Why Michael Jordan‘s legacy remains unmatched
The NBA, throughout its history, has witnessed many great talents. From Bill Russell and Kareem Abdul-Jabbar to Kobe Bryant and LeBron James, many phenomenal players have blessed the NBA and the game of Basketball with immense competence. But somewhere between this prodigious talents came a man by the name of Michael Jordan, who changed the fate of the NBA forever and made it illustrious not only in the United States but throughout the globe.
One of the grandiose reasons Jordan indisputably holds the ‘G.O.A.T.’ title is because of him winning six finals in a row. And even though those finals are the highlights of his career, there’s more to Jordan’s legacy than winning six titles. To put things in perspective, here are the top reasons why Jordan’s legacy remains unrivaled.
Drafted by the Chicago Bulls as 3rd overall, in 1984, Jordan had one of the best rookie seasons ever, averaging 28.2 PTS and 2.4 STL per game leading the Bulls into the playoffs. And in-spite of losing to the Bucks in the first round of the playoffs that season, Jordan’s performance was stimulating enough to put the league on notice that a star had entered the game. Needless to say, Jordan’s terrific performances throughout the season won him the NBA R.O.T.Y. (Rookie Of The Year) award.
2. The ‘Jordan Rules’
Imagine being so good at something that the opposition literally has to come up with a strategy named after you to stop your dominance against them. In the late 80’s and the early 90’s, the NBA, among other things, was known for the infamous rivalry between the ‘Bad Boys’ Pistons and Jordan’s Chicago Bulls. The Pistons, in order to limit Jordan’s effectiveness on offense, employed a defensive strategy, which they termed as the ‘Jordan Rules’.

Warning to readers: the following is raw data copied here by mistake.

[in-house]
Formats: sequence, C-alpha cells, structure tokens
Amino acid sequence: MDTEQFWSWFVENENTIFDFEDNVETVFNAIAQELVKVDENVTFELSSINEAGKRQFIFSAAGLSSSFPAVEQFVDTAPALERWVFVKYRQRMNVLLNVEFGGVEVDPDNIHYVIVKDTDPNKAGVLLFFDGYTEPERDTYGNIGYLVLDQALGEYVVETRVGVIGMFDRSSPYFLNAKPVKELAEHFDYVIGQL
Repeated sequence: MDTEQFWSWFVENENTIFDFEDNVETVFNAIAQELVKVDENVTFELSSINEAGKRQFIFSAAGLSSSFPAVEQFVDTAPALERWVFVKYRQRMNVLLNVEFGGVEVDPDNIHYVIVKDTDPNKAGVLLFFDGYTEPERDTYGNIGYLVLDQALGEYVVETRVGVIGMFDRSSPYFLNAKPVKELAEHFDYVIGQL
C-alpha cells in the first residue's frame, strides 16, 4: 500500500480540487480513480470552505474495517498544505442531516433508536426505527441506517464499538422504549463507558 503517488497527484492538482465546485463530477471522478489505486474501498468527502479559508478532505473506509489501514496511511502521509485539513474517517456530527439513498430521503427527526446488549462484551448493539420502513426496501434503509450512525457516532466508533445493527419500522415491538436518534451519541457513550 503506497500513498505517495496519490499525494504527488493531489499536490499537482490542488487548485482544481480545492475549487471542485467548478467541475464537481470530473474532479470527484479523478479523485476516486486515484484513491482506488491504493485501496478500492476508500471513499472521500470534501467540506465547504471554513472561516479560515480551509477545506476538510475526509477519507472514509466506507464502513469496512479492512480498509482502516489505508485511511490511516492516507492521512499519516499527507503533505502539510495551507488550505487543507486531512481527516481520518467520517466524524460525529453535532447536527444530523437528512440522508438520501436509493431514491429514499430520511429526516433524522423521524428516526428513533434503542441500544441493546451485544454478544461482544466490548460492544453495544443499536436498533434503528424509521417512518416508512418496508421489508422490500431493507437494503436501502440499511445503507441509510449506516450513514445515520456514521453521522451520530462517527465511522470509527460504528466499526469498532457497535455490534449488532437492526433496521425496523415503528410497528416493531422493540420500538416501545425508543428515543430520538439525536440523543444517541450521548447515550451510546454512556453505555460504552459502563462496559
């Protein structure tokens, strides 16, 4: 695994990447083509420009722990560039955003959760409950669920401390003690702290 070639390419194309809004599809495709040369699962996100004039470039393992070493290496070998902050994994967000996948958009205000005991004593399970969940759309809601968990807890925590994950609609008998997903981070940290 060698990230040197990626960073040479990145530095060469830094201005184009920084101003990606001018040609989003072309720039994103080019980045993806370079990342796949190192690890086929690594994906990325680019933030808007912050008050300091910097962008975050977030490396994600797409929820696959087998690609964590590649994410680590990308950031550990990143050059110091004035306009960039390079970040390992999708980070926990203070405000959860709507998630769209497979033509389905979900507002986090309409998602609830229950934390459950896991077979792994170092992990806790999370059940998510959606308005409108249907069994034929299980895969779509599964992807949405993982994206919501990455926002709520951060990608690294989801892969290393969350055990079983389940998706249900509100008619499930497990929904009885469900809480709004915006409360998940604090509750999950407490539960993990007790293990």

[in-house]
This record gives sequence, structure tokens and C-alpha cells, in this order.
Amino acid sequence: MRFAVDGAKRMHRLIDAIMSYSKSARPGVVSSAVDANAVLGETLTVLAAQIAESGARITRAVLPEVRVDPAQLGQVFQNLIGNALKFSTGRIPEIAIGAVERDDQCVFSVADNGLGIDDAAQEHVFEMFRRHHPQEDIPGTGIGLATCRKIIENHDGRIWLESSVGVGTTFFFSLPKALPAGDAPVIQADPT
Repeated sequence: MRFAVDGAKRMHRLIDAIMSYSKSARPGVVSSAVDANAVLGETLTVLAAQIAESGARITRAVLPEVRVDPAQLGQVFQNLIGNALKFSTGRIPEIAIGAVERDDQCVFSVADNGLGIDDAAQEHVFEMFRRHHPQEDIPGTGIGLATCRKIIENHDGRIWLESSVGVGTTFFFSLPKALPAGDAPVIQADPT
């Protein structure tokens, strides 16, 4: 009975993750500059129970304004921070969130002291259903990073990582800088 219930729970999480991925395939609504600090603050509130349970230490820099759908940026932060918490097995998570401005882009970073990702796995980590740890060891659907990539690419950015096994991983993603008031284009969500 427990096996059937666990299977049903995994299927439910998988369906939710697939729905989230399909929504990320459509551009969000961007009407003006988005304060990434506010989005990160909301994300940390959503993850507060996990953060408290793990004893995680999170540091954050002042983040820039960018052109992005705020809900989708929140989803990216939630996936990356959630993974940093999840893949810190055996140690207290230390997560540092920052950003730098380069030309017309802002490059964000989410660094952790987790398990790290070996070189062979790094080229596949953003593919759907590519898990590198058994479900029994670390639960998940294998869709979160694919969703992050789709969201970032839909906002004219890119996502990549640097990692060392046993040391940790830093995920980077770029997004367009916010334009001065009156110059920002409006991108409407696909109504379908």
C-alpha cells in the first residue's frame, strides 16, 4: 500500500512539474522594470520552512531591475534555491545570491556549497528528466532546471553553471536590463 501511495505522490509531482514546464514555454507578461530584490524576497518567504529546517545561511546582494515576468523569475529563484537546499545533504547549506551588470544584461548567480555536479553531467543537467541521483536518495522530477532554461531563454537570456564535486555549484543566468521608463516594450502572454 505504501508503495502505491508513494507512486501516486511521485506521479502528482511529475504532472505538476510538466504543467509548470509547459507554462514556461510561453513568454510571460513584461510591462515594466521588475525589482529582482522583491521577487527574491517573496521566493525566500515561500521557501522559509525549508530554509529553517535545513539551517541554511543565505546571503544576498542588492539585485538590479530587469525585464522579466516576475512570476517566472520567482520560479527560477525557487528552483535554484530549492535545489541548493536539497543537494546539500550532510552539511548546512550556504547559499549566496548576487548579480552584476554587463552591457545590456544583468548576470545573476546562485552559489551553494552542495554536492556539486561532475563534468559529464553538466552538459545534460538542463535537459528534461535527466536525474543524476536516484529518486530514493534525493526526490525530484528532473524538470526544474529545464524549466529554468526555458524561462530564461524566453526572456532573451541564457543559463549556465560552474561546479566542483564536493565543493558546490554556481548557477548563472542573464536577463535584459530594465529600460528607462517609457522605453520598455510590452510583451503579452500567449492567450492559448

In an interview with Sports Illustrated, then Detroit Pistons coach Chuck Daly described the Jordan Rules as,
“ If Michael was at the point, we forced him left and doubled him. If he was on the left wing, we went immediately to a double team from the top. If he was on the right wing, we went to a slow double team. He could hurt you equally from either wing—hell, he could hurt you from the hot-dog stand—but we just wanted to vary the look. And if he was on the box, we doubled with a big guy.
The other rule was, any time he went by you, you had to nail him. If he was coming off a screen, nail him. We didn’t want to be dirty—I know some people thought we were—but we had to make contact and be very physical. “
When doing an ESPN 30 for 30, then Pistons guard Joe Dumars said,
” It goes, the DaVinci Code, the recipe to Coca-Cola, then the Jordan Rules “
3. First Three-peat
Although Jordan’s second year was injury prone (playing only 18 games that season) he came back the following year healthier than ever putting up insane numbers year after year. But his terrific performances throughout the season and during the playoffs were not enough as the Bulls kept getting swept by the Detroit Pistons in the playoffs every year until 1991, when they managed to sweep the Pistons 4-0 and advanced towards the franchise’s first ever NBA Finals where led by Jordan’s magnificent figures (31.2 PTS 11.4 AST & 2.8 STL) , the Bulls finished off Magic Johnson and the Lakers in 5 games to win their first ever Championship title as Jordan lifted his First Finals MVP.
The Bulls dominance continued in the 1991-92 season, where once again led by Jordan’s MVP caliber performance, the team entered the Finals (with franchise’s 67-15 record setting season) to face the Portland Trail Blazers. With Jordan’s 35 point game, the Bulls went on to win Game 1 and eventually defeated the Trail Blazers in a six game series. Jordan went on to win his second finals MVP as he finished the series averaging 35.8 PPG, while shooting 53 percent from the floor.
The Bulls won their third consecutive championship in 1993 against Charles Barkley and the Phoenix Suns, whom they defeated in a six game series under the leadership of Jordan who averaged 41.0 PPG, as he became the first player in NBA history to win three straight Finals MVP awards.
Shortly after winning his 3rd championship, Jordan announced his retirement citing a loss of desire to play the game. He went on to play baseball for 2 years before announcing his comeback on March 18, 1995, through a two-word press release: “I’M BACK.”
4. Second Three-peat